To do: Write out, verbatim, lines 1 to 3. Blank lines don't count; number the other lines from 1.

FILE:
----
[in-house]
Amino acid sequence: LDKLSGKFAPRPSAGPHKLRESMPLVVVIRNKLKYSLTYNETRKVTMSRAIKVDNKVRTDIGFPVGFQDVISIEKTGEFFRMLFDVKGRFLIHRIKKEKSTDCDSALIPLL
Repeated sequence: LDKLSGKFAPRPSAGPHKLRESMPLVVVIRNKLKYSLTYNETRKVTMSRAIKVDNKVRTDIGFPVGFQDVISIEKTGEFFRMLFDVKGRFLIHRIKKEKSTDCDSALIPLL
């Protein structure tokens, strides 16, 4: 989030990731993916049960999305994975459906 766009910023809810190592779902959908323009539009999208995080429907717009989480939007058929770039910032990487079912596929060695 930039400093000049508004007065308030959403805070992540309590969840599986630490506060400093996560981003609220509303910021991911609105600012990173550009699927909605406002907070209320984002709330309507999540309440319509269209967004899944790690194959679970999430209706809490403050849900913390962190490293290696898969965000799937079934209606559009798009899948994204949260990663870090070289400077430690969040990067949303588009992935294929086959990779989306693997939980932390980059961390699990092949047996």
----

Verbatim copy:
[in-house]
Amino acid sequence: LDKLSGKFAPRPSAGPHKLRESMPLVVVIRNKLKYSLTYNETRKVTMSRAIKVDNKVRTDIGFPVGFQDVISIEKTGEFFRMLFDVKGRFLIHRIKKEKSTDCDSALIPLL
Repeated sequence: LDKLSGKFAPRPSAGPHKLRESMPLVVVIRNKLKYSLTYNETRKVTMSRAIKVDNKVRTDIGFPVGFQDVISIEKTGEFFRMLFDVKGRFLIHRIKKEKSTDCDSALIPLL